Devil Take the Hindmost
The canal mania came to an abrupt end with the commercial crisis of 1793, brought on by the outbreak of the French revolutionary wars. Canal share prices collapsed. The investment returns of the new canals turned out to be miserable in comparison with their predecessors, which had been built by local landowners and merchants with a clear idea of their advantages. By the turn of the century , the overall return on capital invested in canals had fallen from a pre-mania level of 50 percent to around 5 percent. Even a quarter of a century later, one in five canals was still unable to pay a dividend, and aggregate dividends as a percentage of capital invested produced a return similar to those of risk-free government bonds.I'm reading Edward Chancellor's history of financial speculation — perhaps I should capitalize that phrase, as it's his subtitle — and it's full, naturally, of stories of the "plus ça change" variety.
By January 1850, railway shares had declined from their peak by an average of over 85 percent, and the total value of all railway shares was less than half the capital expended on them. Owing to overconstruction of railroads and increased competition, the average receipts per mile of rail track were a third less than those before the mania. Railway dividends averaged less than 2 percent of capital expended. Even five years later, more than a quarter of the rail companies could not afford to pay dividends and the great majority paid less than 5 percent.I wonder whether any readers of this were big telecom investors.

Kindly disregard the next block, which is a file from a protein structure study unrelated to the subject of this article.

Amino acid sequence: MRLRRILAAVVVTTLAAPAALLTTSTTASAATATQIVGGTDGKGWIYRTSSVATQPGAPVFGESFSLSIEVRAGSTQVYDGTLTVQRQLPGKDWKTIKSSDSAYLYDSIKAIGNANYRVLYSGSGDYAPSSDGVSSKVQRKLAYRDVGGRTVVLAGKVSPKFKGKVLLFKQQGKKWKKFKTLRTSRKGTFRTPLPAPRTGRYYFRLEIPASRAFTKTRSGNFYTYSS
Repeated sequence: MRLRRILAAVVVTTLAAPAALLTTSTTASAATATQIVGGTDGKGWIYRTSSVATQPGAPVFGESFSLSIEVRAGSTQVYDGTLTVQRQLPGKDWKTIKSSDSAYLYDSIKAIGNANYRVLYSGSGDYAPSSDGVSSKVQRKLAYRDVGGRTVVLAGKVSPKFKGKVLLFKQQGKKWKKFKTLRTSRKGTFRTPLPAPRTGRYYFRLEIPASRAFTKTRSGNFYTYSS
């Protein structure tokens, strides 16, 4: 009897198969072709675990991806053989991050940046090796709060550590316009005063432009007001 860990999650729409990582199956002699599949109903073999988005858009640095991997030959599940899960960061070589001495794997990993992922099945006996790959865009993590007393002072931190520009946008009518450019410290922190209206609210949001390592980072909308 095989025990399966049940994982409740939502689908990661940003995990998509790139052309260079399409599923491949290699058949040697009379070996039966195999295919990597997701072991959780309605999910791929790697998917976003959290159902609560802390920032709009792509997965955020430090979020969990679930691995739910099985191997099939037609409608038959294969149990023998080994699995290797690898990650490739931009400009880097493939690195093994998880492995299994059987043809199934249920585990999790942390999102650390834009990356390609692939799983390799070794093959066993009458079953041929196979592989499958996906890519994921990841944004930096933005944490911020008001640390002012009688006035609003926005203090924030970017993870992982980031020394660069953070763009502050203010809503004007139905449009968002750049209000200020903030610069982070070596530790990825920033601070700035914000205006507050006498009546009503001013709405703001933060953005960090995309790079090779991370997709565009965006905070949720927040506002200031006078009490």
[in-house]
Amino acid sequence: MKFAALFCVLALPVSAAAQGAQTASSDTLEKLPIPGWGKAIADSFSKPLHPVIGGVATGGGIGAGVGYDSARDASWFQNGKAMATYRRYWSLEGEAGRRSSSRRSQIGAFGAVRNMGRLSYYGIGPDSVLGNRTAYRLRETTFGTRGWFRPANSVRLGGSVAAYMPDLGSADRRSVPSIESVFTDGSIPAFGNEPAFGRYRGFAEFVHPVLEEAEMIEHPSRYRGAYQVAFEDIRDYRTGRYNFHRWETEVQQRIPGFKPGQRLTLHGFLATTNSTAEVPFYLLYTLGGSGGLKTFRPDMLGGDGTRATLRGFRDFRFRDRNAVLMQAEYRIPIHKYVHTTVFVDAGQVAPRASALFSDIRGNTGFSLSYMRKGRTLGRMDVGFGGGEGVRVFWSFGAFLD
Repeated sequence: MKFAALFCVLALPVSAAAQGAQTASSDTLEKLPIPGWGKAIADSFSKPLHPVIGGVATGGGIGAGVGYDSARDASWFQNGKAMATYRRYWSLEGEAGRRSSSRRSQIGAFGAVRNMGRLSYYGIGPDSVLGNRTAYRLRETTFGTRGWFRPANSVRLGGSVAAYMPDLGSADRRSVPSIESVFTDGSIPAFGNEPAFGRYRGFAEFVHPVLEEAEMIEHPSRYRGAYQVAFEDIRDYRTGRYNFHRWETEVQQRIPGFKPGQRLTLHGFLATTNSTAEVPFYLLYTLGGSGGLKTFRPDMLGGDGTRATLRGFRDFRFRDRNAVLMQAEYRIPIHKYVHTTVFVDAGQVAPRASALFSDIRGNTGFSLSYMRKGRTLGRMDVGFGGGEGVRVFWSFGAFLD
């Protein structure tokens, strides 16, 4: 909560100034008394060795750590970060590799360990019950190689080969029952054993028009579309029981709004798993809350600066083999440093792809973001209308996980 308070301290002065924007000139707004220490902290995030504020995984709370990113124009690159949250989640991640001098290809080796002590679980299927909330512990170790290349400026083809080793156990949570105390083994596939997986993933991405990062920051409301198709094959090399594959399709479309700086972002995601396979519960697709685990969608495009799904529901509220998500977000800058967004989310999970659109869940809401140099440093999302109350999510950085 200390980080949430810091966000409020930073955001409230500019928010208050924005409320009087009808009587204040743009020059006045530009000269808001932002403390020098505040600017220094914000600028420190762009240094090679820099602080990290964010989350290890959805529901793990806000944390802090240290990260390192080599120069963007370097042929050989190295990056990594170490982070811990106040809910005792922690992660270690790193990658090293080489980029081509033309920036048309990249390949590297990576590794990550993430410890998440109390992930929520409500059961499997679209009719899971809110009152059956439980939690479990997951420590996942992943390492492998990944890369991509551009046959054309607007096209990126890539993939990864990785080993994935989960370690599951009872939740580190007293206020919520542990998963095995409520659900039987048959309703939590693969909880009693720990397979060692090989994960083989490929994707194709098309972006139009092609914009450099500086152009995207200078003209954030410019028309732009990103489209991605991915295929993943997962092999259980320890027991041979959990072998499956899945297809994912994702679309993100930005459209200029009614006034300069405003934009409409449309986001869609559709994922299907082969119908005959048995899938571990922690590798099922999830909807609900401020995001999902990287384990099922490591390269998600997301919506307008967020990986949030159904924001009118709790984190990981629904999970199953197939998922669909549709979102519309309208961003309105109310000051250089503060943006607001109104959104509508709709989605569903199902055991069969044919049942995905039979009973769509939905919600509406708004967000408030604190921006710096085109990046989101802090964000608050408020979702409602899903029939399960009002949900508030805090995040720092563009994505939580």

I enjoy the book; I should say I think some of his opinionating leaves me wondering whether he's leaving out large chunks of the story. The book is generally driven by anecdotes; his analysis may or may not be correct, but it's never really argued, even if it's given that patina.
Some of the sentiment, though, is hard to argue with:
The four most expensive words in the English language are "this time it's different."